Population genetic structure of three freshwater mussel (Unionidae) species within a small stream system: significant variation at local spatial scales


  • Present address: Alan D. Christian, Department of Biological Sciences, Arkansas State University, State University, AR 72467, U.S.A.

David J. Berg, Department of Zoology, Miami University, 1601 University Boulevard, Hamilton, OH 45011, U.S.A.
E-mail: bergdj@muohio.edu


1. Unionid mussels are highly threatened, but little is known about genetic structure in populations of these organisms. We used allozyme electrophoresis to examine partitioning of genetic variation in three locally abundant and widely distributed species of mussels from a catchment in Ohio.

2. Within-population variation was similar to that previously reported for freshwater mussels, but genotype frequencies exhibited heterozygote deficiencies in many instances. All three species exhibited significant among-population variation. Evidence of isolation-by-distance was found in Elliptio dilatata and Ptychobranchus fasciolaris, while Lampsilis siliquoidea showed no geographical pattern of among-population variation.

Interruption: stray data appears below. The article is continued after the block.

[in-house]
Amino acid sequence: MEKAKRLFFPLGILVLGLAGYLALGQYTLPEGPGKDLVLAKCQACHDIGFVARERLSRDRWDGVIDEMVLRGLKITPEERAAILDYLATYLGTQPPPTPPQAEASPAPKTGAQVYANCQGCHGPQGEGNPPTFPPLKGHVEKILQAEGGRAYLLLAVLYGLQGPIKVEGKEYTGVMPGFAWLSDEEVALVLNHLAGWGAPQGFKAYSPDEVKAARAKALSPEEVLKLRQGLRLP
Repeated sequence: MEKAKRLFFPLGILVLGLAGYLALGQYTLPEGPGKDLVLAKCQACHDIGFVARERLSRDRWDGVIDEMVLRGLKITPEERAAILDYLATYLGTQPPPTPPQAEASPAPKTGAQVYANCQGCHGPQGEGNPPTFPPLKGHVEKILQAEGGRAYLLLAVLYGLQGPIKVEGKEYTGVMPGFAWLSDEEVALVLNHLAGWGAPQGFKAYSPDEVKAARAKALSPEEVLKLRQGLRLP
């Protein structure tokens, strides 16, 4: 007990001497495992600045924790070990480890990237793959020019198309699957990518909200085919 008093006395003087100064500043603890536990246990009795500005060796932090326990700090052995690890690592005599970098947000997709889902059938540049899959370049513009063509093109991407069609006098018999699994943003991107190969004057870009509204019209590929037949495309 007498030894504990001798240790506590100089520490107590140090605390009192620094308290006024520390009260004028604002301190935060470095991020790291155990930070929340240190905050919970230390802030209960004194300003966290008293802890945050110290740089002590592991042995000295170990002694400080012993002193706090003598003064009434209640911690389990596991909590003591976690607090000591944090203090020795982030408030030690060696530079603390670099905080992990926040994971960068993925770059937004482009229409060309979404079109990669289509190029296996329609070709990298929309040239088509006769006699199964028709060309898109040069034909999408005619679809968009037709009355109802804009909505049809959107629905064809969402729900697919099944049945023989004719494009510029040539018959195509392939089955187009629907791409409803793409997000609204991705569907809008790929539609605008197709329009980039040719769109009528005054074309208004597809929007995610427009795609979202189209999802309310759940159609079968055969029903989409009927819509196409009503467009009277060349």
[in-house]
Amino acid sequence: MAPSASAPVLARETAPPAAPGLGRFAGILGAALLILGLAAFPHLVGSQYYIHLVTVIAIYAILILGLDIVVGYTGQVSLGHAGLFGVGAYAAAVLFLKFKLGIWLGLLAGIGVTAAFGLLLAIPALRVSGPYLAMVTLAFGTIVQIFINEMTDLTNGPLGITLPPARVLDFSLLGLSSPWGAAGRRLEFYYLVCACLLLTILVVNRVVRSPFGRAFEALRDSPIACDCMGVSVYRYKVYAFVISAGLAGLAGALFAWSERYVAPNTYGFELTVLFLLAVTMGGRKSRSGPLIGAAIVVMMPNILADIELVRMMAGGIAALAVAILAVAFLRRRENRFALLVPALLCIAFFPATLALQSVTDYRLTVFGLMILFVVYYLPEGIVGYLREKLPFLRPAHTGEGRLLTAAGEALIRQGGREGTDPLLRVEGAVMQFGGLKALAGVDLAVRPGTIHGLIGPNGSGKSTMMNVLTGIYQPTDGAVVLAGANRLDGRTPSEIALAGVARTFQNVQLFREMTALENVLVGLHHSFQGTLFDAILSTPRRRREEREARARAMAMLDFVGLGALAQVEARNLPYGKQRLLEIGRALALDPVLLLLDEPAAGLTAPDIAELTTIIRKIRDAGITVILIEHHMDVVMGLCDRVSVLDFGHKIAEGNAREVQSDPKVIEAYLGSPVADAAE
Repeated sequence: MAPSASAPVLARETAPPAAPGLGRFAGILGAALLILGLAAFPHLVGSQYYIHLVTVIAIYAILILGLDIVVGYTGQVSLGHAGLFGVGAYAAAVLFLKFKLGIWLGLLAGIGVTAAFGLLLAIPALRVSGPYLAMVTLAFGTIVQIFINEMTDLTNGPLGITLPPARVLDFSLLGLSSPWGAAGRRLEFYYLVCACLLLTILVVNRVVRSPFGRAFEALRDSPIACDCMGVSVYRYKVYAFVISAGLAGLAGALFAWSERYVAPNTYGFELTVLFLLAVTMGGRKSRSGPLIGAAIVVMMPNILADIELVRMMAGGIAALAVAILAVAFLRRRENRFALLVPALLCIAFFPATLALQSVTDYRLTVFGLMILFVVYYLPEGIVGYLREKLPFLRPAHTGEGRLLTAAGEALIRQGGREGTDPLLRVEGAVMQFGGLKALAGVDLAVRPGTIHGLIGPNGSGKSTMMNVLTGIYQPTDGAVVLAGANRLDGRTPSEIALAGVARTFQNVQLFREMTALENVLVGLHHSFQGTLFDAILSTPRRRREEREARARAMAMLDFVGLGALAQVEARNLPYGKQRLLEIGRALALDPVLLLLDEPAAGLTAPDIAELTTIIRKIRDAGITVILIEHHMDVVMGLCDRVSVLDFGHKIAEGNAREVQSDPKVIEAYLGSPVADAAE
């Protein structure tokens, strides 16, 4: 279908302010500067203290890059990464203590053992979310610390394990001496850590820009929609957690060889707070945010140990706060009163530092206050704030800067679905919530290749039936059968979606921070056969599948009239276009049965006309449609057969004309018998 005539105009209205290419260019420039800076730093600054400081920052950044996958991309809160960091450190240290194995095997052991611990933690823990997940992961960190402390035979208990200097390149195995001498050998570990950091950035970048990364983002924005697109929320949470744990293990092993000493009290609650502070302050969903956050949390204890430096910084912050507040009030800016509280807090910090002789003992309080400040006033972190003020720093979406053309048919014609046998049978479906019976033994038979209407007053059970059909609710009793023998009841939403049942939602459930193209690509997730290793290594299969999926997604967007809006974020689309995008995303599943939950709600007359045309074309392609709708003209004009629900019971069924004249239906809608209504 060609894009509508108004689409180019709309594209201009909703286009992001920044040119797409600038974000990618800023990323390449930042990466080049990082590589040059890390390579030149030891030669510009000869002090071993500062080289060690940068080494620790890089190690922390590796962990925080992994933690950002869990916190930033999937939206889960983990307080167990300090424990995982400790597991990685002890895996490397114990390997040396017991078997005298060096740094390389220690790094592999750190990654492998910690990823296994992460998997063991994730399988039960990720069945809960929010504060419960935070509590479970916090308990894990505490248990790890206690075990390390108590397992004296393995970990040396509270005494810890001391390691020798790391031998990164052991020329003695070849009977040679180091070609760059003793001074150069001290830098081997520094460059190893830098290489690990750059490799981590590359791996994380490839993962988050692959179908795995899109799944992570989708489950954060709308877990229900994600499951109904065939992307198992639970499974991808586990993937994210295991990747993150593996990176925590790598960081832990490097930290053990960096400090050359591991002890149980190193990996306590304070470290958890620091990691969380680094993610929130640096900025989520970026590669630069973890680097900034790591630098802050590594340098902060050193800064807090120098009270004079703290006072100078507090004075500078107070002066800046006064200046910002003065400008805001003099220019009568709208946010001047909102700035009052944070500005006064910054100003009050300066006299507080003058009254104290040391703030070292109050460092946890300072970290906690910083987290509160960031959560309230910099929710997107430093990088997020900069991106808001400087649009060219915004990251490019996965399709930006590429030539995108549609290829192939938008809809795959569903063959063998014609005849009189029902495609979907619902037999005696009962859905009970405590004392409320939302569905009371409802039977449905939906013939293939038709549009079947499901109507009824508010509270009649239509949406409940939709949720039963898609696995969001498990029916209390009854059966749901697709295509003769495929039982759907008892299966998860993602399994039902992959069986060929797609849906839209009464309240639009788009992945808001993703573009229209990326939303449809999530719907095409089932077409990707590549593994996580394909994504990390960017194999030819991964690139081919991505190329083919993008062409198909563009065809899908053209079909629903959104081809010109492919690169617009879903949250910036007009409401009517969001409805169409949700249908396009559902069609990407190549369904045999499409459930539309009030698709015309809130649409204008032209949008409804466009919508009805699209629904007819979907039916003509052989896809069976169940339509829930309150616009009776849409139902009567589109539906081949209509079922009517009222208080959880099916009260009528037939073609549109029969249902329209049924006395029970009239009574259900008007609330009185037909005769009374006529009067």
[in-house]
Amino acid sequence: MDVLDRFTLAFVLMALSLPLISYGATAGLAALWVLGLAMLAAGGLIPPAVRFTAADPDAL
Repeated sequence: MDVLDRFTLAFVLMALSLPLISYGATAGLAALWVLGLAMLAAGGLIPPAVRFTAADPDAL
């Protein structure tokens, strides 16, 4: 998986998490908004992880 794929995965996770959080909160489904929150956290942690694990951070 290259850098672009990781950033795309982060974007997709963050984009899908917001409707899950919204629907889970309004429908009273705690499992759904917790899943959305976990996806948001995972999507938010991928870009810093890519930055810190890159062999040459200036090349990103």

3. Our results suggest that the isolating effects of genetic drift were greater in L. siliquoidea than in the other species. Differentiation of populations occurred at a much smaller spatial scale than has previously been found in freshwater mussels. Differences among species may reflect differences in the dispersal abilities of fishes that serve as hosts for the glochidia larvae of mussels.

4. Based on our results, we hypothesise that species of mussels that are common to large rivers exhibit relatively large amounts of within-population genetic variation and little differentiation over large geographical distances. Conversely, species typical of small streams show lower within-population genetic variation and populations will be more isolated. If this hypothesis can be supported, it may prove useful in the design of conservation strategies that maintain the genetic structure of target species.